Sprouts are the premature growth of a plant from a germinated seed. Every vegetable becomes a sprout in its journey from seed to bloom. Only some seeds, however, form sprouts that are edible and palatable. Sprouts are called “complete foods” because they contain all essential dietary nutrients and enzymes to help assimilate them. Eating this enzyme-rich induces a heightened enzyme activity in our metabolism, which is highly stimulating to our bloodstream and digestive system.
Importance of Sprouts
The seed has everything in it to become a full-grown plant. It contains the condensed germinating energy, the pattern of life itself. Tremendous forces that even scientists do not fully understand lie sleeping, almost inert until they are awakened by warmth (the fire principle) and moisture (the water element). Then the seed's potential bursts from its shell, and life begins. Seeds contain a hidden life principle and a moderate amount of vitamins, enzymes, and minerals. But in the process of sprouting, these moderate amounts of vitamins, enzymes, and minerals increase tremendously by the unique germinating process, which opens up Nature’s hidden values of the secret caves of living energies in all seeds. Electromagnetic light waves are attracted by the cosmic elements, which bring the other elements needed for growth.
The life force in sprouts is energy capable of regenerating the cells of our body, slowing the aging process, and supplying us with new vigor and life. Their proteins are called "complete proteins" because they contain all the essential amino acids in correct combinations. In addition, sprouts are live foods because they are living plants. So getting the latent life elements plus the protein in the food, included in the live sprouts and tender greens, is very important for health. And for malnourished children or always hungry and pale, use some sprouted grains or seeds with honey over them or a little oil with garlic and honey.
Types of Sprouts
Some common seeds and grains used for sprouting are Alfalfa, Fenugreek, Wheatgrass, Barley, Mung Beans, Beans, Green Peas, Lentils, Chickpeas, Millet, Wheat, Oats, Barley, Rye, Buckwheat, Corn, and Sunflower seeds. Alfalfa and Fenugreek are the most important because of their eliminative quality, high mineral content, and ease of handling. Alfalfa is known as the "King of Sprouts," and Fenugreek is soothing healing and, at the same time, dissolving the gummy substance from the mucous membranes and intestinal lining and enabling the system to absorb the nutrients from food. They (Alfalfa and Fenugreek) are excellent for all kinds of diseases and accommodating for ill persons.
Instructions for Growing Sprouts
The technique for growing sprouts at home is simple. There is no cultivation, spraying, or weeding, and the sprouts are ready to eat in a few days. Some seeds sprout on soil (like wheat grass), but most sprout in jars or bowls.
Soak the seeds (from 2 tablespoons to 1 cupful) depending on the family and the type of seed and container available. e.g., two tablespoons of Alfalfa seeds in a quart jar.
Next day, pour off the water. Drink or make soup with it, but do not throw it away as it is rich in water-soluble nutrients and enzymes, which are suitable for digestion.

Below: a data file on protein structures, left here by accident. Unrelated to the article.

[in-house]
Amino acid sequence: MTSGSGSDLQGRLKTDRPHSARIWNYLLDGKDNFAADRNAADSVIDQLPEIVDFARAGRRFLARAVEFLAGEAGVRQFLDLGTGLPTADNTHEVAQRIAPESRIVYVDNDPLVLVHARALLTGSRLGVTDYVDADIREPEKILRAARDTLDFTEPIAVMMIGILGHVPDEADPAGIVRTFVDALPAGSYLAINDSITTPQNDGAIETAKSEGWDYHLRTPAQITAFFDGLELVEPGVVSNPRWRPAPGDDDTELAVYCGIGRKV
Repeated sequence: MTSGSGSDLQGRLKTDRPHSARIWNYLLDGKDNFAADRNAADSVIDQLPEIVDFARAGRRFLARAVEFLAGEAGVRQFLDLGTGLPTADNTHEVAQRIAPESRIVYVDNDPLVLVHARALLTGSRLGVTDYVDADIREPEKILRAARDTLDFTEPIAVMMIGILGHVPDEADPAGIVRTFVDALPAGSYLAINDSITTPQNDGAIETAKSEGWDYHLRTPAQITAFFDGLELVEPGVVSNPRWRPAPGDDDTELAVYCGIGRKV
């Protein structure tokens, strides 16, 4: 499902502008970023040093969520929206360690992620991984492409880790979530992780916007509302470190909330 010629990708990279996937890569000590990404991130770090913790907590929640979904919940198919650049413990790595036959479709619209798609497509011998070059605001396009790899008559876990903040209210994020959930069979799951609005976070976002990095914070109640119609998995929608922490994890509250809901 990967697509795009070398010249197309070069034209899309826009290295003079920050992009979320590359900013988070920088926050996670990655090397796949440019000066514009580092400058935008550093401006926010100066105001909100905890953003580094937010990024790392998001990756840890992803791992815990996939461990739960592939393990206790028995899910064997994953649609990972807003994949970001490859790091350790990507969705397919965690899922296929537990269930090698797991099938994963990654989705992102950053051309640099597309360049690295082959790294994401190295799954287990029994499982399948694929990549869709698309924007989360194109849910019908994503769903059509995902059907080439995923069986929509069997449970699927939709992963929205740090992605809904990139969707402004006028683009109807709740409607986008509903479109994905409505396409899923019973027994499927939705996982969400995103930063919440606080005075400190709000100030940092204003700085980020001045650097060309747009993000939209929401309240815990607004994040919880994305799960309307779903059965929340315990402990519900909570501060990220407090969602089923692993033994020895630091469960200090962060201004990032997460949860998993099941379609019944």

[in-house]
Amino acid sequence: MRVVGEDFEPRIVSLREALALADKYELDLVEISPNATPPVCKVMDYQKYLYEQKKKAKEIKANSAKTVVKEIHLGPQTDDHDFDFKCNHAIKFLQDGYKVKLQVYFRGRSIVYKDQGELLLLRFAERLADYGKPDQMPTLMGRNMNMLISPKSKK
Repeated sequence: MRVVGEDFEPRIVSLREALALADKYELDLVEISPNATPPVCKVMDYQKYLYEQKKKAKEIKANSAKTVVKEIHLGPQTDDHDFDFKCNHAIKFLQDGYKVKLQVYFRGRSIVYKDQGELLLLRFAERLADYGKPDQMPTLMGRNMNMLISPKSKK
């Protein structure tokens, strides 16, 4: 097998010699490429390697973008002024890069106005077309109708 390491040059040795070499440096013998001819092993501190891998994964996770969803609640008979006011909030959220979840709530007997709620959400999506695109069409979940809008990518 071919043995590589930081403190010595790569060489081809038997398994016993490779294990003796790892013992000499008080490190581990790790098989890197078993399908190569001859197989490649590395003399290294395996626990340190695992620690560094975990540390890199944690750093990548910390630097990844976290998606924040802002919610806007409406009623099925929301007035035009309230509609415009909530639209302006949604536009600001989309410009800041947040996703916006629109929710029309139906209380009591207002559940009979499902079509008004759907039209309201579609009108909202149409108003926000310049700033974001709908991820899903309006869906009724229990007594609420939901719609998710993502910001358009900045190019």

Allow the jar to drain upside down or at an angle in the sink for a few minutes to remove the excess water. If the jar’s cap does not have holes, use a cheesecloth (double or triple-folded) on top of it.
Rinse thrice a day during hot weather; otherwise, once a day in cool weather. This is important so that no mold is present.
Jars could be placed in sunlight but fully covered as sprouting needs: warmth, moisture, darkness, and to be kept clean by rinsing.
Within 3-8 days, fine sprouts will be ready for use or storage, refrigerated for up to a week, or even longer, in an airtight container. A glass container is better than a plastic one. The best option is to eat them fresh instead of storing them.
Tray Method with Soil (for Wheat Grass)
Soak the seeds overnight – 12 hours, and then sow them.
Spread the seeds thickly on the soil. Use good or 50/50 soil and compost in a small tray or flower pots. Four to six inches of good earth is sufficient.
Cover the eight layers of wet newspaper and a sheet of black plastic. Place in a warm place for three days (not direct sunlight) or until sprouts start to push the layer cover.
Remove the cover and place it in indirect sunlight. Sprinkle with water as needed.
Keep the earth moist; one can harvest the greens in 7 days. It can be cut three times and then replanted.
Cut with scissors when husks start falling off or when the grass is 4 to 7 inches tall.
They can be chewed like gum, and the benefit absorbed, and the residue, if any, can be split out.
Never sprout the nightshade family's seeds, including potato, tomato, and petunia, as they produce poisonous greens.
Never sprout seeds, beans, grains, etc., that have been chemically treated (like seeds for planting). Instead, sprout only those that have been explicitly certified as edible.
Always use Glass Jars for sprouting.
It is best not to cook the sprouts, as we lose the enzymes of life and vitamins. But sprouts can be added to cooked vegetables or other food when served.
It is best if done in warm and dark spaces. Seeds should neither be dry, nor there be in standing water seeds.
Follow these six rules:
Keep them moist, not wet.
Keep them at room temperature.
Give them plenty of room to breathe.
Don’t put too many in any one container.
Keep them covered – no light.
Sprouts: The Miracle Food: The Complete Guide to Sprouting By Steve Meyerowitz
The Sprout Book: Tap into the Power of the Planet's Most Nutritious Food By Doug Evans